Apr 14 2024


AI/ML Platform for Targeting RNA With Small Molecules challenge

What is this challenge all about?

For decades, drug companies considered RNA too polar and solvent exposed to accept small molecules (SMs). It’s now clear that RNA contains structures that SMs can and do bind. In theory, any stage of the RNA life cycle could be targeted with small molecules (RNA synthesis, processing, splicing, translation, and protein interactions). The goal of RNA targeting mechanism is to inhibit or to increase the level generation of the protein.

Mechanisms for drugging RNA (additional details: Nature Biotechnology volume 41, pages745–749 (2023)

Modulating RNA biological function by RNA-targeting SMs can be extremely challenging yet its potential is huge, a successful RNA-targeting strategy could allow a systematic targeting of any protein or functional RNA previously considered undruggable at the protein level. The first and only SM FDA-approved drug targeting non-ribosomal RNA, risdiplam (Evrysdi), was approved for treatment of spinal muscular atrophy in August of 2020.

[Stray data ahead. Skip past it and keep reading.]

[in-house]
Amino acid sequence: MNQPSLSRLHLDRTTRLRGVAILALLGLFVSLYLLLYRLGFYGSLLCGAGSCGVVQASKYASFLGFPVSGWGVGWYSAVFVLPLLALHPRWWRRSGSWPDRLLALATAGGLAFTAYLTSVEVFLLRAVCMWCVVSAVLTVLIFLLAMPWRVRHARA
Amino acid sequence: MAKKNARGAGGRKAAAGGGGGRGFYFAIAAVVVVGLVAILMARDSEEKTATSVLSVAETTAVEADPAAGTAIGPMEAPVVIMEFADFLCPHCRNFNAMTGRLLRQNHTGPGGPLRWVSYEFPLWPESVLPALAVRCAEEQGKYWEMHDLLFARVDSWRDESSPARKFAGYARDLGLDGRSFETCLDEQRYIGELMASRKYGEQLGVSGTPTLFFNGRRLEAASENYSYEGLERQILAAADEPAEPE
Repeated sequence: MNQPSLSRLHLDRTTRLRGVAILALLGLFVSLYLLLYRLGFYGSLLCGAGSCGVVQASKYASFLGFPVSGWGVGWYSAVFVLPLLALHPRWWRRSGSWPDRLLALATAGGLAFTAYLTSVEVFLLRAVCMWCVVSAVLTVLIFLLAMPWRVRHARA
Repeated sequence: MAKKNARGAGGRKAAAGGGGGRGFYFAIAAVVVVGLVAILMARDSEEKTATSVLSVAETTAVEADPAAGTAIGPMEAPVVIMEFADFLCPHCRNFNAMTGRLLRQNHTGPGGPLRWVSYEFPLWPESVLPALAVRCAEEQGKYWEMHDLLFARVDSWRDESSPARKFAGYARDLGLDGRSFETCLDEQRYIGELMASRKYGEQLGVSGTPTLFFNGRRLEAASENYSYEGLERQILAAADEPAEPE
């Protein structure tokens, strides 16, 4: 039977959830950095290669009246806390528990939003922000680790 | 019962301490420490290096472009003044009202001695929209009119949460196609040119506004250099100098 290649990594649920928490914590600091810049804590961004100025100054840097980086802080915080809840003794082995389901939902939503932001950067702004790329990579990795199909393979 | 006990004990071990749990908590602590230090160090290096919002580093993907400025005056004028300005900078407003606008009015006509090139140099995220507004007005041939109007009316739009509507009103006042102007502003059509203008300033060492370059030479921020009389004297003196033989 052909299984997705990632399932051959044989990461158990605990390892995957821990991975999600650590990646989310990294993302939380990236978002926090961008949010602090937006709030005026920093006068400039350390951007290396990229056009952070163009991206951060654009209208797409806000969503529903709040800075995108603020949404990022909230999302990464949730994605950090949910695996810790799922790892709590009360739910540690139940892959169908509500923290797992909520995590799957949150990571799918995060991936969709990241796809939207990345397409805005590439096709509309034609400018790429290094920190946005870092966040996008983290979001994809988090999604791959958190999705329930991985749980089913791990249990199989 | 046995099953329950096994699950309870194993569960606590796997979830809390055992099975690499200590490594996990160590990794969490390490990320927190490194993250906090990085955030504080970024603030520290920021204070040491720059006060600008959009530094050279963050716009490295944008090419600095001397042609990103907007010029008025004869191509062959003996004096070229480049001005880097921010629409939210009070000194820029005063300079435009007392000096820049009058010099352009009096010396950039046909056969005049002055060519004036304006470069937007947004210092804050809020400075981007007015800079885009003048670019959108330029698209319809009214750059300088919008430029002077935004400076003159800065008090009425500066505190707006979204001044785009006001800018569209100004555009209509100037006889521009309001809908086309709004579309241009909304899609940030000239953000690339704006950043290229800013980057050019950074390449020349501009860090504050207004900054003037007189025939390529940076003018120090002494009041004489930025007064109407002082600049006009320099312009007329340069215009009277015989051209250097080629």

The field of RNA-targeting is just emerging and high throughput screens for small molecule discovery are still challenging. Development of RNA-specific computational tools is expected to help the rational design of RNA-targeting drugs, much as similar tools have helped protein targeted small-molecule drug discovery.

Problem statement

The goal of targeting RNA directly using small molecules is to increase or decrease the overall levels of RNA in a specific cell type or tissue of interest, thereby affecting protein expression levels. The process includes several major steps such as the selection of RNA targets as well as the regions within the RNA target to be targeted via small molecule screening. Identifying these regions and how small molecule binding may affect the RNA functionality is a key challenge today. Typically, RNA can be thousands of bases long and will dynamically fold in some local stable forms so identifying where to target the RNA to modulate translation, splicing or induce degradation of the RNA is challenging.

This process requires identifying an area to bind and a functional outcome. A secondary goal is to provide a 3D structure of the druggable pocket to target to allow for small molecule drug design.